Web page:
Thanks to a colleague for this.
Here's the scenario. You've adopted an OpenOffice.org. You're saving hundreds of thousands of dollars. Or thousands. Or millions. It's a lot.
And OpenOffice.org is working. It's allowing your users to get their work done. You've done your pilot and testing and worked through the initial issues with getting everyone up and running, and you're satisfied that it works.
But you have someone, possibly hundreds of someones, telling you that they absolutely need Microsoft Office for various reasons.
Don't just say no. Consider this approach.
Tell them you'll be happy to consider it if they'll present you with the business case for switching. Give them all the costs, including costs for OS, admin, and hardware, of using MS Office. (For instance, if you're on Linux, switching to MS Office also involves getting Windows.)
Ask them to contrast the amount of time they would save, or whatever the benefit is of getting MS Office, against the amount of money saved per person per year, of using OpenOffice.org.
This is particularly effective with people who claim (sometimes accurately, often inaccurately) that MS Office is quicker. That five clicks are necessary in OOO but two clicks in OpenOffice.org.
click = 1 second
doing the task 10 times a day
1 x 3 x 10 times a day x 5 days a week x 50 weeks a year = 125 minutes or 2.1 hours a year
2.1 hours a year of their time is used on OOo when it wouldn't be on MS Office. (Of course, they would spend this much time just doing the business case.)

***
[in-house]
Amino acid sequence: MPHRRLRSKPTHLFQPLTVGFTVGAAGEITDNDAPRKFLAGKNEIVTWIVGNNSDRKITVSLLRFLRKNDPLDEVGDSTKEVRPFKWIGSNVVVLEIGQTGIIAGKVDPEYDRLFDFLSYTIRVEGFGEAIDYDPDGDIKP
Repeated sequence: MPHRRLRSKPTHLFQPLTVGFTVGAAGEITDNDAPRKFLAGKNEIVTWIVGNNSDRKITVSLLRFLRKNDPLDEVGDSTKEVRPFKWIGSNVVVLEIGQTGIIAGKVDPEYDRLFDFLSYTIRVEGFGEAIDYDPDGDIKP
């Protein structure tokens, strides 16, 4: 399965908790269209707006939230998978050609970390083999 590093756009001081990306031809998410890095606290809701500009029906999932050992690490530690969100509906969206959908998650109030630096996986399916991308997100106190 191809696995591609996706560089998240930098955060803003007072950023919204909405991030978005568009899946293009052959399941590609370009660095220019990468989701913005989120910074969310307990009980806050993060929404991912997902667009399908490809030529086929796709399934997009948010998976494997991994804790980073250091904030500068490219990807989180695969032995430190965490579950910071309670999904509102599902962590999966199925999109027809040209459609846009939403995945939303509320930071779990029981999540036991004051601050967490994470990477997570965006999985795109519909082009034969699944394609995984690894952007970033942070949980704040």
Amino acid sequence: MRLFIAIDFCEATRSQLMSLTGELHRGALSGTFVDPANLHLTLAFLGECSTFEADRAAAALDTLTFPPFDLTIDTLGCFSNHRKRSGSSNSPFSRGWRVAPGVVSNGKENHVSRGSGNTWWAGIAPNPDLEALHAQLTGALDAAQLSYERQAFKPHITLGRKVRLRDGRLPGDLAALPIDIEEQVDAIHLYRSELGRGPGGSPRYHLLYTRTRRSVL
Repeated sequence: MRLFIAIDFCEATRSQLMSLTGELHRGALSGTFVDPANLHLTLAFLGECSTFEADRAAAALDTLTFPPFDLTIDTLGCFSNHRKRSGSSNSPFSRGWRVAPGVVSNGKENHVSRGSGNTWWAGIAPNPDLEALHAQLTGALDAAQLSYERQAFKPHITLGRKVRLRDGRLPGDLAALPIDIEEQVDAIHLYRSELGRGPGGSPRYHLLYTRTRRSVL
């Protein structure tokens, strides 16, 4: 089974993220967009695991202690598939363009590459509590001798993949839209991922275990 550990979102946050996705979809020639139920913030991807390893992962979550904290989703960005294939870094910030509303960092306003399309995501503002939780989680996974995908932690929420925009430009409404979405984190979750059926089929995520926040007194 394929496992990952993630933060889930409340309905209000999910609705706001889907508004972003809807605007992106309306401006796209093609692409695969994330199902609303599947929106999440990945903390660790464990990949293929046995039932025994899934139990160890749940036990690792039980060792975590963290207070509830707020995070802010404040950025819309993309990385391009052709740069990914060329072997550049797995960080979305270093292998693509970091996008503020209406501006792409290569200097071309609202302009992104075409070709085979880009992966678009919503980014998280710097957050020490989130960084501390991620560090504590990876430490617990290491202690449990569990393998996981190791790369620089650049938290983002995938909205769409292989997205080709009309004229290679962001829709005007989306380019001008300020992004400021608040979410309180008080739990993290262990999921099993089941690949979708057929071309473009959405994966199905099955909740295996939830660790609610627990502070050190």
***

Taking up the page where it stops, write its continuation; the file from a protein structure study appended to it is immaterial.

This approach, if they actually follow through, points out to them and to anyone with authority over decisions and writing checks that there really isn't much impact. It might feel better, and sometimes at least at first be a little more convenient for some procedures for some users to use Word. But is preference enough? Not when you look at the big picture and the business case.
And of course by saying "sure, we'll listen to your request, just do a business case," you get to be the good guy and the ball is back in their court.
Now, if they do have a business case for getting, for themselves and maybe three other people in the company, a few copies of Excel or whatever, then sure, get it for them. It's all about having the right tools and spending your money on what makes sense.